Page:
Friday, May 28, 2010

The Scenic Route and the Interstate

This day feels like we crammed in about three days' worth of action, most of it while sitting still. We packed the car and picked up the house (a little), while Boo went to her last day of second grade. We picked her up at lunchtime and were on our way.


The Scenic Route

Down country roads and state highways, through twenty tiny hamlets and half a dozen small towns, and around three or four population centers large enough to count as small cities; for six hours we picked our way across rural Texas to reach the state line.

We didn't choose the scenic route because we prefer to experience a sense of connection to the land through which we pass. To the contrary, the only Interstate that would take us where we are going would have us backtrack about 70 miles by passing through Dallas on the Friday afternoon of Memorial Day Weekend. Yeah, no thanks. We'll try the scenic route.

Before we moved to Texas, I always thought of Texas as a giant piece of mostly empty land, with four cities holding 95% of the people. Now that I have driven the scenic route a few times, my mental picture has changed. Seems you can't travel five miles down any given country road without passing a sign announcing a population center. I have seen signs counting populations as low as 147 people.

The frustrating part for those of us who like to make tracks on our 1300 mile trek is that all these little hamlets require a change of speed. Fast, slow, fast, slow. Get behind a big rig or Ford F-350 pulling a boat, slow. Wiggle around the pair of motorcycle riders, fast. Stop light. Take an exit to stay on the same highway.

Oh. My. Word.

I feel plenty connected with the land now, and I have experienced the scenic route. Next time, we'll just suck it up and count the extra 70 miles as part of the required distance.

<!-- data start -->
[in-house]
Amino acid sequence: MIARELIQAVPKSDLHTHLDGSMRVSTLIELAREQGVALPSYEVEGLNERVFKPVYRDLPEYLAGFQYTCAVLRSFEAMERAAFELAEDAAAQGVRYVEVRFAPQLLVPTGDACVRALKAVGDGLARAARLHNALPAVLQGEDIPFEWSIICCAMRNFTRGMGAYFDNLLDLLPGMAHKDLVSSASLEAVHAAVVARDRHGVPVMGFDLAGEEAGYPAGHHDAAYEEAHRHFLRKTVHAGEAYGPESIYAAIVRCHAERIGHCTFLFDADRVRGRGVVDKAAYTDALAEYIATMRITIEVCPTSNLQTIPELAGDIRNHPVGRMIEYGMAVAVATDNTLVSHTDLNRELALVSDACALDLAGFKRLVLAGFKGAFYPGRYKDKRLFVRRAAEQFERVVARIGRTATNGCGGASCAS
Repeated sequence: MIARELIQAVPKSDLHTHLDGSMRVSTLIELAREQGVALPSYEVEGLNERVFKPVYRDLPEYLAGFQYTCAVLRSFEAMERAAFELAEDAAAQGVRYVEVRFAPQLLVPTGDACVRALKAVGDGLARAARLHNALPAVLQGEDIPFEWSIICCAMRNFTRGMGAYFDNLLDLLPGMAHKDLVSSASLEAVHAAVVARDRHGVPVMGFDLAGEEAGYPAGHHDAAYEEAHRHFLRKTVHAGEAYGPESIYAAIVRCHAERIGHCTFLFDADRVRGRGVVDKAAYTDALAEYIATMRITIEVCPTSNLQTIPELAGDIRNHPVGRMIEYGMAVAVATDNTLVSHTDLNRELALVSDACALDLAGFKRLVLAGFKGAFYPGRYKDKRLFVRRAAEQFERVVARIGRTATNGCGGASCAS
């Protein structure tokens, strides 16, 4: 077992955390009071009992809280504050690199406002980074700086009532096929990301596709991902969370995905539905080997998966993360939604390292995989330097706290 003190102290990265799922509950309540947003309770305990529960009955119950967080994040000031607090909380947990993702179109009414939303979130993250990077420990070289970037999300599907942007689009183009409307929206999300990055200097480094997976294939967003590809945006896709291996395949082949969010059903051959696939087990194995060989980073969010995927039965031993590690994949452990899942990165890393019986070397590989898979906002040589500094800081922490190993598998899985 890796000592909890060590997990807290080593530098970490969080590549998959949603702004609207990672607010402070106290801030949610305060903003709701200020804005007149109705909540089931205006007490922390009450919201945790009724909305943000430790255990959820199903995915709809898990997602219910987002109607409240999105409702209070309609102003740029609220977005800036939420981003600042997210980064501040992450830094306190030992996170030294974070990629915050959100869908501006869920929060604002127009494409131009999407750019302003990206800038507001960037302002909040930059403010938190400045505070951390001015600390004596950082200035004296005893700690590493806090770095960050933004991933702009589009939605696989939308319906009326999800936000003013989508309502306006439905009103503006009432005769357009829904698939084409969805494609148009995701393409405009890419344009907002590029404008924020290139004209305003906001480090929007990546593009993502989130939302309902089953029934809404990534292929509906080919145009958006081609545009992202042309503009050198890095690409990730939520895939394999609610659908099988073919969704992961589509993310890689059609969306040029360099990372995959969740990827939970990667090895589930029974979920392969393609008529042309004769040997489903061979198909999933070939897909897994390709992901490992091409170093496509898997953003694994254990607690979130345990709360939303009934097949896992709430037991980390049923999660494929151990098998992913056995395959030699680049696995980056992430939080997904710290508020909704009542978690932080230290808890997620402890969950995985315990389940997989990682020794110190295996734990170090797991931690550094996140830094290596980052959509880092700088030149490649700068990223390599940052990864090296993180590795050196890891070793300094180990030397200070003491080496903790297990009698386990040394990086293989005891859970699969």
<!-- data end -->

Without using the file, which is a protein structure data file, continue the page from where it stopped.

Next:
Snack and Exercise Break during Daddy's conference call

The Schedule

The wonder of the day is that we left an hour later than scheduled, yet still hit our mark for dinner at Outback Steakhouse in Texarkana only 15 minutes later than planned. I was frankly astonished, given our usual struggle with sticking to any kind of schedule.

We stopped to eat lunch before setting out, which delayed us an hour. Poor Rooster had to request three potty stops. The Captain, as he was working while I was driving us through rural Texas, had to put up with spotty cell phone/internet service. At one point we stopped for half an hour and the rest of us had a play/snack break while he sat in the car and attended a conference call.

Sweet Lulu never worked in a nap, which made for a bit of tension. But she did well whenever one of us could look over and give her our full attention. I bet it's hard to understand what's happening when you suddenly get put into a car and expected to sit there with no explanation. We did turn her car seat around finally so she can at least look out the window and watch the world go by. The good news is that somehow we were able to keep going despite her fussing, which helped us keep making progress toward our destination.

The Reward
I knew we would arrive at our hotel sooner or later, so never really worried about our timing for that reason. But I really wanted to arrive in Texarkana by dinner time, so we could enjoy a steak dinner at Outback. Boy do I love that place. I think I went on about it last year, but it's good enough that I feel comfortable repeating myself.

Several years ago we figured out that Outback offers something special: consistency. We can walk into Outback anywhere in the country and get good service and food that tastes the same every time. Anyone can make a good steak. But this chain has figured out how to combine good food and service, and turned it into an exact science. And when I am on the road, I want predictable food.

So tonight, thanks to our willingness to go the scenic route, and our surprising ability to stick to a schedule, we made it to Outback by 6:15. It was everything I wanted it to be. Lulu even enjoyed some bites of steak, and Boo declared it the best food she ever had (it always helps when you are starving). I love Outback.

The rest of our trip after Texarkana is confined to the Interstate system. I love the Interstate. We get to go fast.

And I love that we stop tonight in Arkadelphia, Arkansas, 360 miles (80 of them on the Interstate) closer to my family.

1 comment:

  1. I feel like I'm travelling to now...from the comfort of home. Fun post!


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